If the IRS finds out that, for any reason, your business, or the business you work for, has not been making proper, timely payments in the correct amount of its trust fund taxes, you, or someone else at your business, may have the Trust Fund Recovery Penalty assessed against them. As we discussed in our previous blog post, this usually involves an interview, known as the 4180 Interview, where the IRS attempts to determine if a person was responsible for the financial decision-making of the business, and if so, if that person willfully neglected to pay these trust fund taxes.

If the IRS determines that a person was responsible for the financial matters of a company and willfully neglected to make these payments, the IRS can begin to take seizure or collection action against a person’s personal assets. This can happen in the form of a federal tax lien, a bank levy or other “seizure action.” To learn more about Federal Tax Liens, see our previous blog post series, starting here: Rush Tax Relief – Federal Tax Lien.

In this blog post, we’ll discuss the parameters the IRS uses to determine responsibility and willfulness, in the context of the Trust Fund Recovery Penalty.

TFRP: Determining Responsibility and Willfulness

As of Dec. 24, 2020, according to the IRS page, Employment Taxes and the Trust Fund Recovery Penalty (TFRP), “The TFRP may be assessed against any person who:

  • Is responsible for collecting or paying withheld income and employment taxes, or for paying collected excise taxes, and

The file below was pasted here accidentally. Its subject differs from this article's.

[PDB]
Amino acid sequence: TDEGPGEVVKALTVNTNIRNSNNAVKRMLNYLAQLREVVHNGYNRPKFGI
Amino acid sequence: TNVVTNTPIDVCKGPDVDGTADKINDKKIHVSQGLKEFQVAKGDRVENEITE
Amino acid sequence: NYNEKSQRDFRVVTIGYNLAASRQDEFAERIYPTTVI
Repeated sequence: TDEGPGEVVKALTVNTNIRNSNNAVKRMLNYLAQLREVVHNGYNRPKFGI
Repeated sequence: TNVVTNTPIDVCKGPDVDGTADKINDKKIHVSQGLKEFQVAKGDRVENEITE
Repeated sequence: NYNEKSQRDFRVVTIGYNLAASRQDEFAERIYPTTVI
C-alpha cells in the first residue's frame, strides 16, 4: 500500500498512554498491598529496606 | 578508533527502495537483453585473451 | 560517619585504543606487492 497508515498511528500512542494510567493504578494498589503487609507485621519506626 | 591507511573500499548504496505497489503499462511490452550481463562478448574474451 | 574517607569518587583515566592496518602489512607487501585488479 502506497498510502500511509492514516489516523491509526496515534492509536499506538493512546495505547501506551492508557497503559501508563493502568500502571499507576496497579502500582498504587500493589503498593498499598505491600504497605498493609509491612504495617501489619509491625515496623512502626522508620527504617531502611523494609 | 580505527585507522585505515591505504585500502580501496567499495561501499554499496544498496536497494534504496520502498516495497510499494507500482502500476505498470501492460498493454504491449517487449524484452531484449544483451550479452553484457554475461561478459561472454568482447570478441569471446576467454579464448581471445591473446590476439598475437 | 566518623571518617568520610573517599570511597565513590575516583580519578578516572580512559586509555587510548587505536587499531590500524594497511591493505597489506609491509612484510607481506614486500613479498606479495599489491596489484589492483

• Willfully fails to collect or pay them.

“A responsible person is a person or group of people who has the duty to perform and the power to direct the collecting, accounting, and paying of trust fund taxes. This person may be:

  • An officer or an employee of a corporation,
  • A member or employee of a partnership,
  • A corporate director or shareholder,
  • A member of a board of trustees of a nonprofit organization,
  • Another person with authority and control over funds to direct their disbursement,
  • Another corporation or third party payer,
  • Payroll Service Providers (PSP) or responsible parties within a PSP
  • Professional Employer Organizations (PEO) or responsible parties within a PEO, or
  • Responsible parties within the common law employer (client of PSP/PEO).

“For willfulness to exist, the responsible person:

  • Must have been, or should have been, aware of the outstanding taxes and
  • Either intentionally disregarded the law or was plainly indifferent to its requirements (no evil intent or bad motive is required).

“Using available funds to pay other creditors when the business is unable to pay the employment taxes is an indication of willfulness.”

As you can see, those who can be held responsible for the financial matters of a business in the eyes of the IRS make up quite a long list. However, as the page goes on to say, the IRS must also prove willfulness, which includes that a person must also have been, or should have been, aware of the outstanding trust fund taxes. So, depending on a person’s role within a business, it should now be a bit clearer as to whether or not they are a person that the IRS would consider responsible and willful.

In our next blog post, Rush Tax Relief – Trust Fund Penalty Assessment Interview, we’ll discuss one of the last steps of the TFRP, the Trust Fund Penalty Assessment Interview, also known as the 4180 Interview.



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